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St. Patty's Day NO BUMP

Posted by on Mar. 2, 2011 at 1:42 PM
  • 66 Replies

 It's MARCH...that means it's St. PATTY'S DAY soon!!!!

Post St. Patty's day pics, stories, thoughts, ideas :) 



by on Mar. 2, 2011 at 1:42 PM
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Replies (1-10):
Kaelansmom
by on Mar. 2, 2011 at 1:43 PM


Kaelansmom
by on Mar. 2, 2011 at 1:44 PM

I think I am going to get temporary green dye for my kiddo's hair

Kaelansmom
by on Mar. 2, 2011 at 1:44 PM


ecagle
by Kegel on Mar. 2, 2011 at 1:45 PM

 History of St. Patrick:

Feastday: March 17
Patron of Ireland
b. 387 d.461

St. Patrick of Ireland is one of the world's most popular saints.

Apostle of Ireland, born at Kilpatrick, near Dumbarton, in Scotland, in the year 387; died at Saul, Downpatrick, Ireland, 17 March, 461.

Along with St. Nicholas and St. Valentine, the secular world shares our love of these saints. This is also a day when everyone's Irish.

There are many legends and stories of St. Patrick, but this is his story.

Patrick was born around 385 in Scotland, probably Kilpatrick. His parents were Calpurnius and Conchessa, who were Romans living in Britian in charge of the colonies.

As a boy of fourteen or so, he was captured during a raiding party and taken to Ireland as a slave to herd and tend sheep. Ireland at this time was a land of Druids and pagans. He learned the language and practices of the people who held him.

During his captivity, he turned to God in prayer. He wrote

"The love of God and his fear grew in me more and more, as did the faith, and my soul was rosed, so that, in a single day, I have said as many as a hundred prayers and in the night, nearly the same." "I prayed in the woods and on the mountain, even before dawn. I felt no hurt from the snow or ice or rain."

  Patrick's captivity lasted until he was twenty, when he escaped after having a dream from God in which he was told to leave Ireland by going to the coast. There he found some sailors who took him back to Britian, where he reunited with his family.

  He had another dream in which the people of Ireland were calling out to him "We beg you, holy youth, to come and walk among us once more."

 He began his studies for the priesthood. He was ordained by St. Germanus, the Bishop of Auxerre, whom he had studied under for years.

 Later, Patrick was ordained a bishop, and was sent to take the Gospel to Ireland. He arrived in Ireland March 25, 433, at Slane. One legend says that he met a chieftain of one of the tribes, who tried to kill Patrick. Patrick converted Dichu (the chieftain) after he was unable to move his arm until he became friendly to Patrick.

  Patrick began preaching the Gospel throughout Ireland, converting many. He and his disciples preached and converted thousands and began building churches all over the country. Kings, their families, and entire kingdoms converted to Christianity when hearing Patrick's message.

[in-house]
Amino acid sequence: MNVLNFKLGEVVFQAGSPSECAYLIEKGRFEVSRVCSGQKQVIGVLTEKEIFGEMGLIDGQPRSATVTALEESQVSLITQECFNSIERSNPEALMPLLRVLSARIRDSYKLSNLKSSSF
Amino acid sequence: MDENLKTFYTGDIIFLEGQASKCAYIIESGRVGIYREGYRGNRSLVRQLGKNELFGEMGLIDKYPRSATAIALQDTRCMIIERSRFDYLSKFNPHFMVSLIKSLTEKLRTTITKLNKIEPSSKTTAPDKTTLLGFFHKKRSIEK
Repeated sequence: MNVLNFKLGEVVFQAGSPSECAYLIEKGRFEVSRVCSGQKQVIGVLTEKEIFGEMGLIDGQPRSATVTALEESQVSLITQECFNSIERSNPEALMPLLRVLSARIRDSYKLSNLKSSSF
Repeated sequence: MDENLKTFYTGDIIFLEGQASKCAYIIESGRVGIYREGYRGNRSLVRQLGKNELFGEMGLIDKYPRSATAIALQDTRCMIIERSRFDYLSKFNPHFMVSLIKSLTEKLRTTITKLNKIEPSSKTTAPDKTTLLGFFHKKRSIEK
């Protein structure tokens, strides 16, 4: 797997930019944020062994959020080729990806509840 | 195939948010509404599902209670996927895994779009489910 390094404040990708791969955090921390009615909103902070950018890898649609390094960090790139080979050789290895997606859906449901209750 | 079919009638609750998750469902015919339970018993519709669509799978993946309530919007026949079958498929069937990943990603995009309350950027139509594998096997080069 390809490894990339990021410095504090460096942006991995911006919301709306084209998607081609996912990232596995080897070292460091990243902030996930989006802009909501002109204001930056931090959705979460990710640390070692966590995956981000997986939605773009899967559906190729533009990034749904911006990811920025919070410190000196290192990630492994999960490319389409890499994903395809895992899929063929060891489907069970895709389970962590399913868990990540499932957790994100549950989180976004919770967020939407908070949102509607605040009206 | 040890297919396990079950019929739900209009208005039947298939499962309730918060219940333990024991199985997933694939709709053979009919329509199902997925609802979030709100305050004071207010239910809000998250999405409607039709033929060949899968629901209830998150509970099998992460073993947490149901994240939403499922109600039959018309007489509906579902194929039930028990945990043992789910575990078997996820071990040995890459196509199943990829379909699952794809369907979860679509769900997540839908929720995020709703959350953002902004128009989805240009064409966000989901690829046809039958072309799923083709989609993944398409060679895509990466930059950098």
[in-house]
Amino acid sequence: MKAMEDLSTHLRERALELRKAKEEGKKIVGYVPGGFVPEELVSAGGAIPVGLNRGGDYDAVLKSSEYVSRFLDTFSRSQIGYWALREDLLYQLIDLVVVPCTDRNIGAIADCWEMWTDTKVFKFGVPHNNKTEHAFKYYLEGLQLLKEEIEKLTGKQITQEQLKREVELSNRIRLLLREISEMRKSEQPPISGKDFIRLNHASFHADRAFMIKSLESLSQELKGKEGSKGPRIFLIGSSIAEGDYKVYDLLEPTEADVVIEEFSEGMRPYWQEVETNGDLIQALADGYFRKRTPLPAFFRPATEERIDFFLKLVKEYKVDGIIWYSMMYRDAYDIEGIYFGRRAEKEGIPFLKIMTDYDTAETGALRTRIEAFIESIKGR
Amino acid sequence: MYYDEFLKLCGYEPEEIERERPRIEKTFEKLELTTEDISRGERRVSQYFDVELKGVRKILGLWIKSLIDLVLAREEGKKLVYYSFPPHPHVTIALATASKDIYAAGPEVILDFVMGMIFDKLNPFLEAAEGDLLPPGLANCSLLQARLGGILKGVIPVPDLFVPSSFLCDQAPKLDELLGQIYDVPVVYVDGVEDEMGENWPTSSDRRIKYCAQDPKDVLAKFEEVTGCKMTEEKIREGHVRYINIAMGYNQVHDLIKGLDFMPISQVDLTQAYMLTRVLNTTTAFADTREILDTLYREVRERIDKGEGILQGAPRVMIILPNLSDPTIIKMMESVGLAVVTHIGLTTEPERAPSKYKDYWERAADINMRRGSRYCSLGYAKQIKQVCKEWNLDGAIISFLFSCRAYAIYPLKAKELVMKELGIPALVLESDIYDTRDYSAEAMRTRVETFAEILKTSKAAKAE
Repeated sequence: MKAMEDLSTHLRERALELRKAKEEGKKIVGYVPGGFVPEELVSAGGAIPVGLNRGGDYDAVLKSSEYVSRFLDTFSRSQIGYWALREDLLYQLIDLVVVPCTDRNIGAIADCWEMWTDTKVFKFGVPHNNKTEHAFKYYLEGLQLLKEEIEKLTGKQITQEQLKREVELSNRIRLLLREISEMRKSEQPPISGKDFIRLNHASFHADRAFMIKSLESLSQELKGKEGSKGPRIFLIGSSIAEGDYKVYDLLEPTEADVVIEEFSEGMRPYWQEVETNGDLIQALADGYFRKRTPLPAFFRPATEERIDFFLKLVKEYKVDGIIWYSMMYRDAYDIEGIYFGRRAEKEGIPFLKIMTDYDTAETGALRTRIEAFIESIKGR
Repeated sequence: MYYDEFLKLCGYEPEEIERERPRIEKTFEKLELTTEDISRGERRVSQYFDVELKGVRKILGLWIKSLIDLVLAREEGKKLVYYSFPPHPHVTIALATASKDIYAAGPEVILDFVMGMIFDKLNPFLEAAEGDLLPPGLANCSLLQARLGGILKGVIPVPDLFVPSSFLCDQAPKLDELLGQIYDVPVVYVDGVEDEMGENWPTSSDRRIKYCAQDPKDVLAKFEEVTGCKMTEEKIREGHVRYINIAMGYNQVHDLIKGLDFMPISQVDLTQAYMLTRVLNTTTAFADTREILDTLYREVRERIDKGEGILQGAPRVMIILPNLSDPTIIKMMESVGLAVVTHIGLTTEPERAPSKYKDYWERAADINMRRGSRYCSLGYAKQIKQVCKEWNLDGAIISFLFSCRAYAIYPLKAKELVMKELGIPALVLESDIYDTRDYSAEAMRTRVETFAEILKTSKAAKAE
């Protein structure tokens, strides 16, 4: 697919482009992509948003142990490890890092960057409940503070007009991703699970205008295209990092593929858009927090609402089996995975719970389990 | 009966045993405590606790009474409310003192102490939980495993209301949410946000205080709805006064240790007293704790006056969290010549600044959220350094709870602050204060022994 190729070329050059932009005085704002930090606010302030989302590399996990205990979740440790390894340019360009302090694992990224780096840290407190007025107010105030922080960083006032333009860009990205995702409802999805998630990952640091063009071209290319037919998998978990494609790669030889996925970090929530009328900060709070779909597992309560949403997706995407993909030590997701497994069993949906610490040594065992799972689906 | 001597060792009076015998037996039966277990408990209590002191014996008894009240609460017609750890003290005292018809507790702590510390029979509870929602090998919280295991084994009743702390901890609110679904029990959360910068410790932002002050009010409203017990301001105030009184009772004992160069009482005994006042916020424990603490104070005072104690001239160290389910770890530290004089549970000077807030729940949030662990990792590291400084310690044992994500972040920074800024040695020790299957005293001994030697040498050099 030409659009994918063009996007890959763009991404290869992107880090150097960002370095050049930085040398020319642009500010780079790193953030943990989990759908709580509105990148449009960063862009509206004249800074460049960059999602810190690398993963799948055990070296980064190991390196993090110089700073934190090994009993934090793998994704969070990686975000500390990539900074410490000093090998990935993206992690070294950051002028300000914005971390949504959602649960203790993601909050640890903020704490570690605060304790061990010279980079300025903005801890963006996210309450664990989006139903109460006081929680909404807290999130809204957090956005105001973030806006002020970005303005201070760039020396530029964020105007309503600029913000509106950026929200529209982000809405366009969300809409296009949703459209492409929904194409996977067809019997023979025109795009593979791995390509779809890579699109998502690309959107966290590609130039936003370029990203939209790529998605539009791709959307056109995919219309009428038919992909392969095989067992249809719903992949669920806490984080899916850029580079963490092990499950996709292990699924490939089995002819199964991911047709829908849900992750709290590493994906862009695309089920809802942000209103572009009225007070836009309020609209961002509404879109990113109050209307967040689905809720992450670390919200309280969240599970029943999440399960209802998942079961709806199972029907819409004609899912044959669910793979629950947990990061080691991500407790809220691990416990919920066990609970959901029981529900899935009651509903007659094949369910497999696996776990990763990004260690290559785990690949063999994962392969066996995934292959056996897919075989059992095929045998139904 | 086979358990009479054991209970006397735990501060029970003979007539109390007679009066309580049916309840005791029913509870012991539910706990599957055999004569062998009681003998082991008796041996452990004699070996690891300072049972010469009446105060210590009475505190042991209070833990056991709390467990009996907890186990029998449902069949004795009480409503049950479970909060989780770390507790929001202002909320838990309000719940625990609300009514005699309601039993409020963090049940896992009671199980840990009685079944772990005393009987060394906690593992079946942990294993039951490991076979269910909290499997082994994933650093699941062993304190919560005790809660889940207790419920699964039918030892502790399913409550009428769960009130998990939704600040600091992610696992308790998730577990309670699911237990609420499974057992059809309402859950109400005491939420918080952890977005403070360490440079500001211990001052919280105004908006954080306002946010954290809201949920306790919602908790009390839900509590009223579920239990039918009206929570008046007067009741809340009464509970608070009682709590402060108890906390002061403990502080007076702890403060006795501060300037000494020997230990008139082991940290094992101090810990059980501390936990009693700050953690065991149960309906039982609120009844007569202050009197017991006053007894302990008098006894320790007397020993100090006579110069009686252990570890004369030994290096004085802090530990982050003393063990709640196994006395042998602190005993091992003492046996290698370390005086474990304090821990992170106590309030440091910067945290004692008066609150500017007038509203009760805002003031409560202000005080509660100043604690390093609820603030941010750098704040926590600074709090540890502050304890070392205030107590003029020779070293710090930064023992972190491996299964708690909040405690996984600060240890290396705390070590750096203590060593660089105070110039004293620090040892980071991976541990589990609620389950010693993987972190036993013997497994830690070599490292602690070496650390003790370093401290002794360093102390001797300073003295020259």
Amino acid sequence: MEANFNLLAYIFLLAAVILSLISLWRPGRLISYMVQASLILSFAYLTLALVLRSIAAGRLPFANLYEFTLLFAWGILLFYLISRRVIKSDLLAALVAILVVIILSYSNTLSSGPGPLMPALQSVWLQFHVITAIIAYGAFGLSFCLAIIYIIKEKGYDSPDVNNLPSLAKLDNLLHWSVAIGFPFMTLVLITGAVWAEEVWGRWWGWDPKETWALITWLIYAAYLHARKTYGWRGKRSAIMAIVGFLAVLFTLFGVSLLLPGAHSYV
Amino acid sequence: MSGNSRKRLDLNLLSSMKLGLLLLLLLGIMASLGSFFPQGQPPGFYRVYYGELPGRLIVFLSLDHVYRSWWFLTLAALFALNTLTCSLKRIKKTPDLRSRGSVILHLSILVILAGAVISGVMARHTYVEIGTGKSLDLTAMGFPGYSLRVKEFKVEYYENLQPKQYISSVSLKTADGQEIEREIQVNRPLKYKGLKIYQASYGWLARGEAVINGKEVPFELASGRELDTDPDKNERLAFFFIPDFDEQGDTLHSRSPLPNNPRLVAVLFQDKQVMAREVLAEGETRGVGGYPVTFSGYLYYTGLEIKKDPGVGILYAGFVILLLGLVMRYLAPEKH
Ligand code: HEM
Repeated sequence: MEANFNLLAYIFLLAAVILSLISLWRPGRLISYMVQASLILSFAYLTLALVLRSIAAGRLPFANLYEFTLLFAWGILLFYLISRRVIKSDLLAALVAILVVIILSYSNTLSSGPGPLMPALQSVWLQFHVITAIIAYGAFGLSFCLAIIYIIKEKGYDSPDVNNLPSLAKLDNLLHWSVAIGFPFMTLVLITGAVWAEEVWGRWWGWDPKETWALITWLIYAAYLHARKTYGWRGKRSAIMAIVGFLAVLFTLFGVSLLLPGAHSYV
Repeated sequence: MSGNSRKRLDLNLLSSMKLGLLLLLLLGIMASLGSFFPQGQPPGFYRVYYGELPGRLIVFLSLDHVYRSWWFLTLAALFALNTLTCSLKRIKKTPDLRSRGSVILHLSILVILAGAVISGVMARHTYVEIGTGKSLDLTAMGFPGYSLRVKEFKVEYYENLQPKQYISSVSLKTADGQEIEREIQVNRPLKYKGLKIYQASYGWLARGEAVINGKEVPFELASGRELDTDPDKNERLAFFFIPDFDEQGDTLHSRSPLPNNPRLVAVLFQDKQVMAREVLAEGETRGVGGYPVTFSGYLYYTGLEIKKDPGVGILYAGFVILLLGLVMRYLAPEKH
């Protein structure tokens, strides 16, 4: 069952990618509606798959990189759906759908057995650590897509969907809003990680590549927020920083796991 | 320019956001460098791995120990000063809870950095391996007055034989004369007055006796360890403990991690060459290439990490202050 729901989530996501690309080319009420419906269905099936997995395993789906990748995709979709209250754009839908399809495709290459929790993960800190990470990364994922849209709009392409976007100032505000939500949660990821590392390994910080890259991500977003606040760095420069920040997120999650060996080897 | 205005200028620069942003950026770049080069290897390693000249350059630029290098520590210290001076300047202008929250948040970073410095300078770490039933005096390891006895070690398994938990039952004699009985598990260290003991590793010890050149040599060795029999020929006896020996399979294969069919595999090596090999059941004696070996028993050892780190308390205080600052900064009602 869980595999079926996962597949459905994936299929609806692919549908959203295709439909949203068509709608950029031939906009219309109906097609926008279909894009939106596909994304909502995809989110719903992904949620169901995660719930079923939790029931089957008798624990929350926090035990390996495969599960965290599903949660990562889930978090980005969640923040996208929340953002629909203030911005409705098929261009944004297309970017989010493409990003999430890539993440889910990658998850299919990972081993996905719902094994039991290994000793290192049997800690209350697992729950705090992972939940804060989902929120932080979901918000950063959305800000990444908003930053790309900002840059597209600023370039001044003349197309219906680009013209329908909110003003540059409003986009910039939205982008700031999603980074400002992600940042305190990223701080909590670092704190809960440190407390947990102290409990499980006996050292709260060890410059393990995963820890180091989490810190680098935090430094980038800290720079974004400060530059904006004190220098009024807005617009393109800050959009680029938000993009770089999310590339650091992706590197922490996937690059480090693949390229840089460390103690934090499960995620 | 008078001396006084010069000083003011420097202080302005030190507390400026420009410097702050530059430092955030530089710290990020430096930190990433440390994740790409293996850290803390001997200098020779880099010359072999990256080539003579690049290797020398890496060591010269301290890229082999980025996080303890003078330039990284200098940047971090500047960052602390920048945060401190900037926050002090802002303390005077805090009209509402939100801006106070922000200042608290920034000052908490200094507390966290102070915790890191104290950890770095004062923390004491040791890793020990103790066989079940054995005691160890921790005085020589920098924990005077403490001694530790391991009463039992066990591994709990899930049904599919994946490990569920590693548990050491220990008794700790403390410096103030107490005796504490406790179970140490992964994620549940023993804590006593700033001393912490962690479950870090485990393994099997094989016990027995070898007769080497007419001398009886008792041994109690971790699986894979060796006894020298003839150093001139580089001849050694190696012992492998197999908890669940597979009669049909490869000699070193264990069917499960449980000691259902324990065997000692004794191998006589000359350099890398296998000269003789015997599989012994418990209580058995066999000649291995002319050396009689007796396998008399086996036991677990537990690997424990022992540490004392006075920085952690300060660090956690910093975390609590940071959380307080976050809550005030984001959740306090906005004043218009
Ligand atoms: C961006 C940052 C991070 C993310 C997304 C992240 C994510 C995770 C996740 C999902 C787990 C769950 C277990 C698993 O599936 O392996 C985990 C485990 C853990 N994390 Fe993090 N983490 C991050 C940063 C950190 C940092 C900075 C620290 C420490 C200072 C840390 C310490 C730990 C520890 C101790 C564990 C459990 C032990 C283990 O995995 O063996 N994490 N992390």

Patrick by now had many disciples, among them Beningnus, Auxilius, Iserninus, and Fiaac, (all later canonized as well).

 Patrick preached and converted all of Ireland for 40 years. He worked many miracles and wrote of his love for God in Confessions. After years of living in poverty, traveling and enduring much suffering he died March 17, 461.

  He died at Saul, where he had built the first church.

 Why a shamrock?

Patrick used the shamrock to explain the Trinity, and has been associated with him and the Irish since that time.

  In His Footsteps:

Patrick was a humble, pious, gentle man, whose love and total devotion to and trust in God should be a shining example to each of us. He feared nothing, not even death, so complete was his trust in God, and of the importance of his mission.  

 

Taken from here: http://www.catholic.org/saints/saint.php?saint_id=89 

dustinsmom1
by JENN on Mar. 2, 2011 at 1:45 PM

 Pub crawl!!

Kaelansmom
by on Mar. 2, 2011 at 1:46 PM


Kaelansmom
by on Mar. 2, 2011 at 1:47 PM


ecagle
by Kegel on Mar. 2, 2011 at 1:47 PM

 

ecagle
by Kegel on Mar. 2, 2011 at 1:48 PM

 Beef and Guiness Stew

 

Ingredients

  • 2 pounds stewing beef
  • 3 tablespoons oil
  • 2 tablespoons flour
  • Salt and freshly ground black pepper
  • Pinch of cayenne
  • 2 large onions, coarsely chopped
  • 1 garlic clove, crushed
  • 2 tablespoons tomato puree, dissolved in 4 tablespoons water
  • 1 1/4 cups Guinness
  • 2 cups largely diced carrots
  • Sprig of fresh thyme
  • Chopped parsley, for garnish

Directions

Trim the meat of any fat or gristle, and cut into 2-inch cubes. Toss beef with 1 tablespoon of the oil. In a small bowl, season the flour with salt, pepper, and cayenne. Toss meat with seasoned flour.

 

Heat remaining 2 tablespoons oil in a large skillet over high heat. Brown the meat on all sides. Reduce the heat, add the onions, crushed garlic and tomato puree to the skillet, cover, and cook gently for 5 minutes. Transfer the contents of the skillet to a casserole and pour half of the Guinness into the skillet. Bring Guinness to a boil and stir to dissolve the caramelized meat juices on the pan. Pour over the meat, along with the remaining Guinness. Add the carrots and thyme. Stir and adjust seasonings. Cover the casserole and simmer over low heat, or in a 300 degree F oven until the meat is tender, 2 to 3 hours.

 

Garnish the beef with parsley and serve.

 

 

 

ecagle
by Kegel on Mar. 2, 2011 at 1:49 PM

 

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